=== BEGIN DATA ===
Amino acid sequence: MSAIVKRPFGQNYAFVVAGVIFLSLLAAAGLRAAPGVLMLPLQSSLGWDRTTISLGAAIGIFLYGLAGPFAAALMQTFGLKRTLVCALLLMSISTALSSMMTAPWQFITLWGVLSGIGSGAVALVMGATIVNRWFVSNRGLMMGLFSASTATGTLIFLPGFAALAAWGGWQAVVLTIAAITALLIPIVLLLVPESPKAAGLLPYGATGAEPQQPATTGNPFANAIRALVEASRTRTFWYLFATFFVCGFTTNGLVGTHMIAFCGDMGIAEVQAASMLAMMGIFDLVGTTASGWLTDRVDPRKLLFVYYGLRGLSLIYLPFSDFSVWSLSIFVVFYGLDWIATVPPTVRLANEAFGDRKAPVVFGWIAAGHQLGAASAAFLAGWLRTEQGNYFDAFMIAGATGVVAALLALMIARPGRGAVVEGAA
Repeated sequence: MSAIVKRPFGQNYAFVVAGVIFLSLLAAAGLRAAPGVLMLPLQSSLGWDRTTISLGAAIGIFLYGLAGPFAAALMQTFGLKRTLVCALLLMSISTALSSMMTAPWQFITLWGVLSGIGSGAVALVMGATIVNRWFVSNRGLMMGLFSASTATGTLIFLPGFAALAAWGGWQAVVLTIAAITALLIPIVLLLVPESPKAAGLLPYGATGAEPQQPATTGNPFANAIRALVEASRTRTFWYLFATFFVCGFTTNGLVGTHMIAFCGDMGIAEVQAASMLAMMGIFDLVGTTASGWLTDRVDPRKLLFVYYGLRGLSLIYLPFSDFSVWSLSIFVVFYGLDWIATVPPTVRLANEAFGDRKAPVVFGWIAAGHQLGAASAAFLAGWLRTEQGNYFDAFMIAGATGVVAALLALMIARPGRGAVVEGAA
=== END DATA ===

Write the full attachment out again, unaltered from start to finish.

Amino acid sequence: MSAIVKRPFGQNYAFVVAGVIFLSLLAAAGLRAAPGVLMLPLQSSLGWDRTTISLGAAIGIFLYGLAGPFAAALMQTFGLKRTLVCALLLMSISTALSSMMTAPWQFITLWGVLSGIGSGAVALVMGATIVNRWFVSNRGLMMGLFSASTATGTLIFLPGFAALAAWGGWQAVVLTIAAITALLIPIVLLLVPESPKAAGLLPYGATGAEPQQPATTGNPFANAIRALVEASRTRTFWYLFATFFVCGFTTNGLVGTHMIAFCGDMGIAEVQAASMLAMMGIFDLVGTTASGWLTDRVDPRKLLFVYYGLRGLSLIYLPFSDFSVWSLSIFVVFYGLDWIATVPPTVRLANEAFGDRKAPVVFGWIAAGHQLGAASAAFLAGWLRTEQGNYFDAFMIAGATGVVAALLALMIARPGRGAVVEGAA
Repeated sequence: MSAIVKRPFGQNYAFVVAGVIFLSLLAAAGLRAAPGVLMLPLQSSLGWDRTTISLGAAIGIFLYGLAGPFAAALMQTFGLKRTLVCALLLMSISTALSSMMTAPWQFITLWGVLSGIGSGAVALVMGATIVNRWFVSNRGLMMGLFSASTATGTLIFLPGFAALAAWGGWQAVVLTIAAITALLIPIVLLLVPESPKAAGLLPYGATGAEPQQPATTGNPFANAIRALVEASRTRTFWYLFATFFVCGFTTNGLVGTHMIAFCGDMGIAEVQAASMLAMMGIFDLVGTTASGWLTDRVDPRKLLFVYYGLRGLSLIYLPFSDFSVWSLSIFVVFYGLDWIATVPPTVRLANEAFGDRKAPVVFGWIAAGHQLGAASAAFLAGWLRTEQGNYFDAFMIAGATGVVAALLALMIARPGRGAVVEGAA